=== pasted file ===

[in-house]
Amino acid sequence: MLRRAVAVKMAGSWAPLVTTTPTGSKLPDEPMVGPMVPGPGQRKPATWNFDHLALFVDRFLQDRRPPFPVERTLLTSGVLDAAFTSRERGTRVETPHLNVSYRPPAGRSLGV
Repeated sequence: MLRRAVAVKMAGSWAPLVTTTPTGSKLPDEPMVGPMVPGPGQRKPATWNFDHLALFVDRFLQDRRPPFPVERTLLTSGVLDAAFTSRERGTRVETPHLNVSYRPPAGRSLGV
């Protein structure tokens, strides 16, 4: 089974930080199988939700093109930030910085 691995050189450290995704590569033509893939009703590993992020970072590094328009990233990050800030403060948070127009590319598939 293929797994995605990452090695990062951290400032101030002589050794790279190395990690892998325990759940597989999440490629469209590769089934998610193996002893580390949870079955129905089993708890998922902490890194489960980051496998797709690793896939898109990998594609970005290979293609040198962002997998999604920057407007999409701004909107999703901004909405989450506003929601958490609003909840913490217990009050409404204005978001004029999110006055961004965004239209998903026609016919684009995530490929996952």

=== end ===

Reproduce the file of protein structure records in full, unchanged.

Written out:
[in-house]
Amino acid sequence: MLRRAVAVKMAGSWAPLVTTTPTGSKLPDEPMVGPMVPGPGQRKPATWNFDHLALFVDRFLQDRRPPFPVERTLLTSGVLDAAFTSRERGTRVETPHLNVSYRPPAGRSLGV
Repeated sequence: MLRRAVAVKMAGSWAPLVTTTPTGSKLPDEPMVGPMVPGPGQRKPATWNFDHLALFVDRFLQDRRPPFPVERTLLTSGVLDAAFTSRERGTRVETPHLNVSYRPPAGRSLGV
């Protein structure tokens, strides 16, 4: 089974930080199988939700093109930030910085 691995050189450290995704590569033509893939009703590993992020970072590094328009990233990050800030403060948070127009590319598939 293929797994995605990452090695990062951290400032101030002589050794790279190395990690892998325990759940597989999440490629469209590769089934998610193996002893580390949870079955129905089993708890998922902490890194489960980051496998797709690793896939898109990998594609970005290979293609040198962002997998999604920057407007999409701004909107999703901004909405989450506003929601958490609003909840913490217990009050409404204005978001004029999110006055961004965004239209998903026609016919684009995530490929996952």